Tips From a Psychologist: How To Cope With Rejection

Everyone experiences a breakup at some point in their lives. It happens within a new relationship, or you’ve been together for a while. Rejection hurts, and no one enjoys breaking up. It’s essential to allow yourself time to grieve. However, it’s equally important to lean on your support system and develop healthy coping strategies to heal your heart and move forward with your life.

Here are some of my best tips to cope with rejection and get through tough times after a breakup.

#1 Use Social Support

Often, our first instinct is to turn inwards during rough periods in our lives. However, self-isolation will only make you feel worse. Instead, it would help if you learned to lean on your support systems, like your friends and family, during these times. Your relationship may have ended, but that doesn’t mean you lack self-worth. Your friends still love you and are there to help you get through this challenging time in your life. So, pick up your phone and reach out to them. Plan a weekend brunch date, go for a run, or see a movie together. You may have to force yourself to get up and move, but once you start getting back out there, you’ll find it easier to begin healing and moving forward.

#2 Avoid Negative Self-Talk

Most people’s first instinct after a breakup is to blame themselves. “If only I were better, smarter, or more attractive, then they wouldn’t have left me,” is a common thought that runs through most minds after a breakup. But unfortunately, when you constantly dwell on what you think you did to cause the separation, you continue to allow negative thoughts to influence your actions and emotions. If left unresolved, this negative self-talk can even lead to depression, anxiety, and other mental health issues.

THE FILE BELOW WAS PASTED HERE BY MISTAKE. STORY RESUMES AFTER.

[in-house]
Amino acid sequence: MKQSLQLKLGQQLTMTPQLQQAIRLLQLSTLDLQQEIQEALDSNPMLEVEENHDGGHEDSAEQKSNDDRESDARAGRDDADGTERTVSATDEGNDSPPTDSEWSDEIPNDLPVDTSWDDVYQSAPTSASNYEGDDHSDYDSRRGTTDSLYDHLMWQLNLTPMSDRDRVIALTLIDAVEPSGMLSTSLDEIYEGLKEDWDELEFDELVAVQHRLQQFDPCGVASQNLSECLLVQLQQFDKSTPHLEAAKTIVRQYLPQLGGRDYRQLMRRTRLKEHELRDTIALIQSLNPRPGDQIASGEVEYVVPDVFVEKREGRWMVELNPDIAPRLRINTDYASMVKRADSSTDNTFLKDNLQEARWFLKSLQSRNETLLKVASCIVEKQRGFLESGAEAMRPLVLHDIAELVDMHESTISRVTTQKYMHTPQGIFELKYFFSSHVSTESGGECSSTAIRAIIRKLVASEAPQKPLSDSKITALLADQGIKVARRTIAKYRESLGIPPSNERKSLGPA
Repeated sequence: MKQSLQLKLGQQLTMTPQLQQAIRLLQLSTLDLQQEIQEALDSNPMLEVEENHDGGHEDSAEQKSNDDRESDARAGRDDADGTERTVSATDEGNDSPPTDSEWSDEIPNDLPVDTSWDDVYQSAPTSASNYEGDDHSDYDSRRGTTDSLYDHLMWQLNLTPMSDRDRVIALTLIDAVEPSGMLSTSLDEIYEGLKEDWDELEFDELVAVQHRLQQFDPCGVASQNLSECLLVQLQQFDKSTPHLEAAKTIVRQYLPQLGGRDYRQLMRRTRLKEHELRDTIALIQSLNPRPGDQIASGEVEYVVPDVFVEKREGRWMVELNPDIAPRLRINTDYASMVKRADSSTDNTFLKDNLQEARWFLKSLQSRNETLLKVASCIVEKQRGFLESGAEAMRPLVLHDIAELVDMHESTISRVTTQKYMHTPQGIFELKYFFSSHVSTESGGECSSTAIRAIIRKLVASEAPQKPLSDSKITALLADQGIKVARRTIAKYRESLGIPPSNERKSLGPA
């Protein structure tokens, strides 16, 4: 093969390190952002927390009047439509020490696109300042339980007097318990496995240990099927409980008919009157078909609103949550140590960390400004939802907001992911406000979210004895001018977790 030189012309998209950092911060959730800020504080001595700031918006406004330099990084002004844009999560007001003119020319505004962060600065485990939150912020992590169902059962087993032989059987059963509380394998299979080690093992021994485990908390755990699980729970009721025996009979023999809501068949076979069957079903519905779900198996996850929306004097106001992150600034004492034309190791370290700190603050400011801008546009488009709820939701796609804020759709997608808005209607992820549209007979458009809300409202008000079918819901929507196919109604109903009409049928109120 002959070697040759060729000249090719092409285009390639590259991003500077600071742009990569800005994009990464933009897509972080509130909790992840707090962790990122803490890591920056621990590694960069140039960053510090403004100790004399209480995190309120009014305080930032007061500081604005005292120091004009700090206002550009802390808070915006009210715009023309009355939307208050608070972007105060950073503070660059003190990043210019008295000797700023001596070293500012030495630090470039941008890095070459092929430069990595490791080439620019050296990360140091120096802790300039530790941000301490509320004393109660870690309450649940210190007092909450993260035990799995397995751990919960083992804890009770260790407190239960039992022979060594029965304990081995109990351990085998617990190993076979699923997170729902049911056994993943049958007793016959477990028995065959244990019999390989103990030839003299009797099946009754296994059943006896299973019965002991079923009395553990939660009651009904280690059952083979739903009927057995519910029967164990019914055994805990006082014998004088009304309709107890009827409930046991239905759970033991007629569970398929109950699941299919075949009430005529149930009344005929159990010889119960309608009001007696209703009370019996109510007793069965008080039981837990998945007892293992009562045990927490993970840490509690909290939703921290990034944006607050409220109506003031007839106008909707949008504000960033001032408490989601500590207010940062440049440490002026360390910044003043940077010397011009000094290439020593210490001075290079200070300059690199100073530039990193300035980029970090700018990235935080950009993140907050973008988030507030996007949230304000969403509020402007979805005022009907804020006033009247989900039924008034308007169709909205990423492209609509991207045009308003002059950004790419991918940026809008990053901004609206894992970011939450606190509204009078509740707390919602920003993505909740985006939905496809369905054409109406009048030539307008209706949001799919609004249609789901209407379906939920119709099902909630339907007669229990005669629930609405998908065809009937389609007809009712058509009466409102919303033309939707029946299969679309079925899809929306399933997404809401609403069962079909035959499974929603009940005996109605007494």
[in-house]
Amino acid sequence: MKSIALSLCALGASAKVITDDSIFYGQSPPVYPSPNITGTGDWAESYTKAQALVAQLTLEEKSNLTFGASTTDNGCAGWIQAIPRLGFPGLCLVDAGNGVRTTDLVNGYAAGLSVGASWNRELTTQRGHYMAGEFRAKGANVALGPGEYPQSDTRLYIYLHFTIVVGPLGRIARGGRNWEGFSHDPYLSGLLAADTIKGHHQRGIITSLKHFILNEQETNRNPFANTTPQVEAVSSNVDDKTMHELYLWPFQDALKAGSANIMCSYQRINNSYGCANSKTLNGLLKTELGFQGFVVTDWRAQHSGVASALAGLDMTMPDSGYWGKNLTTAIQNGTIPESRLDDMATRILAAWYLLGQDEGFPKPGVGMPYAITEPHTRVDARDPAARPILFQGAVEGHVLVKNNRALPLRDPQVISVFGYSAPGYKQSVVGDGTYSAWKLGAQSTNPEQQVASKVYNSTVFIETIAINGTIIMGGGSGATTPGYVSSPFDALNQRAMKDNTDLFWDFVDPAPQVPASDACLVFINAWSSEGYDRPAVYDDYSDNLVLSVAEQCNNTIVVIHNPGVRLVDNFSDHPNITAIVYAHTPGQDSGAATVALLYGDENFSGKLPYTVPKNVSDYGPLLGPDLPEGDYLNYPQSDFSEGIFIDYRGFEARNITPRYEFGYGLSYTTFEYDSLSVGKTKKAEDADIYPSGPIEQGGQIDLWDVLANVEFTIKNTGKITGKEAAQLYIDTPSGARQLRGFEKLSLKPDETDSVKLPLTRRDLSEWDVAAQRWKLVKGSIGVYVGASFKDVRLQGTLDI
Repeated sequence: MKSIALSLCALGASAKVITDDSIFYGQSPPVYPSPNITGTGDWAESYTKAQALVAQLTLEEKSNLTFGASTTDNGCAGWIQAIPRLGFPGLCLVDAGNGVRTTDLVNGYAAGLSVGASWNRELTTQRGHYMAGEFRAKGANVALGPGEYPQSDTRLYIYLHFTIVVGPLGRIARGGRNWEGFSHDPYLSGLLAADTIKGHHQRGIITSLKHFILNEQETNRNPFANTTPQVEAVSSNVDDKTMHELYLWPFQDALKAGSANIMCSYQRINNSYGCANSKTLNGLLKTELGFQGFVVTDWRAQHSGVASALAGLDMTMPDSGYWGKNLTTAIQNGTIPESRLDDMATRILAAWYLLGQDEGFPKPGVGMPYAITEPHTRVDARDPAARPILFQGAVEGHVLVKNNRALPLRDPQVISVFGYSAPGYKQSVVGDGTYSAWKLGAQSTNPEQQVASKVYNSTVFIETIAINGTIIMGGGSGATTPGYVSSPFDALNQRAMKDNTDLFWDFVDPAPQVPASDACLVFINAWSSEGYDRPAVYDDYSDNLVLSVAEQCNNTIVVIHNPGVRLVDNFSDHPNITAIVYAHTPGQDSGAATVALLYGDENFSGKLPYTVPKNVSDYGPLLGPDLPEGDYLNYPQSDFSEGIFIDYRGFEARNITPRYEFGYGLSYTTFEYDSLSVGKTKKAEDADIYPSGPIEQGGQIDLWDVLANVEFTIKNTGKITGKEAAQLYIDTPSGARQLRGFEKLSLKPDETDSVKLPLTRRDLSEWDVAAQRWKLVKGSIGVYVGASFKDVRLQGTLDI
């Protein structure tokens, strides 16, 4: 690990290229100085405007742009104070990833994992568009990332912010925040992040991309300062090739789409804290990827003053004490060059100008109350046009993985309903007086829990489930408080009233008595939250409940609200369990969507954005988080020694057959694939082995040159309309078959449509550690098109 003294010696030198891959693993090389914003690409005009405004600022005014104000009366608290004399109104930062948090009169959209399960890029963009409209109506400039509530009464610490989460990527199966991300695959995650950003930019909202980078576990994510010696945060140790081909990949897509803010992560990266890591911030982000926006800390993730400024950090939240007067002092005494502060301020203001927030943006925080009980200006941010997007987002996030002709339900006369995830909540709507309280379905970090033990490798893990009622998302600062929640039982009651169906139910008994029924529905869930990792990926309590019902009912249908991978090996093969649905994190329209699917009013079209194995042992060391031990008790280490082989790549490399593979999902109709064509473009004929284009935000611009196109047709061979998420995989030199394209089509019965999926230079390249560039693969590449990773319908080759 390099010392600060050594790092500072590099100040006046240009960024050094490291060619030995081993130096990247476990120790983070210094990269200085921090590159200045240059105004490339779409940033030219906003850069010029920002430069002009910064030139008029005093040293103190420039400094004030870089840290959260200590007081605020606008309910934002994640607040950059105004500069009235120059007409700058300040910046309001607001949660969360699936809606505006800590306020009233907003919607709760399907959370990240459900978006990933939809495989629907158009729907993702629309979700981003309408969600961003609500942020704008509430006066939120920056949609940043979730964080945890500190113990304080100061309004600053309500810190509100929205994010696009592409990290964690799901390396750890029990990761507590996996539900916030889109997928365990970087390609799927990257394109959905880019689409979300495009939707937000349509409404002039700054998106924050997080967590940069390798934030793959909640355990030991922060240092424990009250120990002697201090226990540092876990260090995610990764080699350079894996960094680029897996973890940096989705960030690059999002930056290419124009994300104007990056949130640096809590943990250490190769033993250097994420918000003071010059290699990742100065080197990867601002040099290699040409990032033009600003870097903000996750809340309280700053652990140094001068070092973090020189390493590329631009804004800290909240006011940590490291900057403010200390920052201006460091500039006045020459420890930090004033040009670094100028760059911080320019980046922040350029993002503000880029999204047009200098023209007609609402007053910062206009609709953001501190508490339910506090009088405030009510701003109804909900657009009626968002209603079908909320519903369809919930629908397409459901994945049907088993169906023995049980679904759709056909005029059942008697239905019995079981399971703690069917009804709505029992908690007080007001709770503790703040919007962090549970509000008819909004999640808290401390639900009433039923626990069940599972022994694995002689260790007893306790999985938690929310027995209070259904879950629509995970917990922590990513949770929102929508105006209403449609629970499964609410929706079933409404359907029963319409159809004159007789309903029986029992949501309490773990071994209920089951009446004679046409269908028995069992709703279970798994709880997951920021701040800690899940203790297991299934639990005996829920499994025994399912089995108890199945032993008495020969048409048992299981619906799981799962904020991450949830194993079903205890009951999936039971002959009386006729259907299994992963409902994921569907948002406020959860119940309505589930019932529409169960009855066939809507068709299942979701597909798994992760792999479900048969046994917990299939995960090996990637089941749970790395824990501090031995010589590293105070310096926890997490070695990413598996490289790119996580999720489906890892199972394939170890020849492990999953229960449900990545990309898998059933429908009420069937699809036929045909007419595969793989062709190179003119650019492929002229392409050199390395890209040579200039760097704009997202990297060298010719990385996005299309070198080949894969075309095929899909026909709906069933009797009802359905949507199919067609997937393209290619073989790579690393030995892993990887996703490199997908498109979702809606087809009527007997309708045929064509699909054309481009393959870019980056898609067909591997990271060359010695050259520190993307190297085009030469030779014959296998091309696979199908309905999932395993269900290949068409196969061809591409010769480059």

#3 Practice Cognitive Reframing Techniques

It’s important to reframe your way of thinking about the breakup, so you don’t spiral down even further. Cognitive reframing is an effective cognitive behavioral therapy technique, and you can use it to change the way you think about your situation. You can use it the next time you can’t stop dwelling on what you think you did wrong. For example, instead of thinking, “We broke up because I’m too needy or demanding,” you should think, “we broke up because we weren’t able to meet each other’s personal needs.” By practicing cognitive reframing, you aren’t internalizing the blame or wasting time or energy on holding grudges. Reframing your thought pattern is one important way to help you heal after a breakup.

Understand that sometimes, it’s really not about you but more about them. Sometimes people jump into a relationship much too quickly after a breakup and realize they aren’t quite ready. Others have issues with dating people who are more successful than they are. You should never internalize your ex-partner’s problems as an indication of your self-worth. If they said, “It’s not you, it’s me”, you should probably believe them.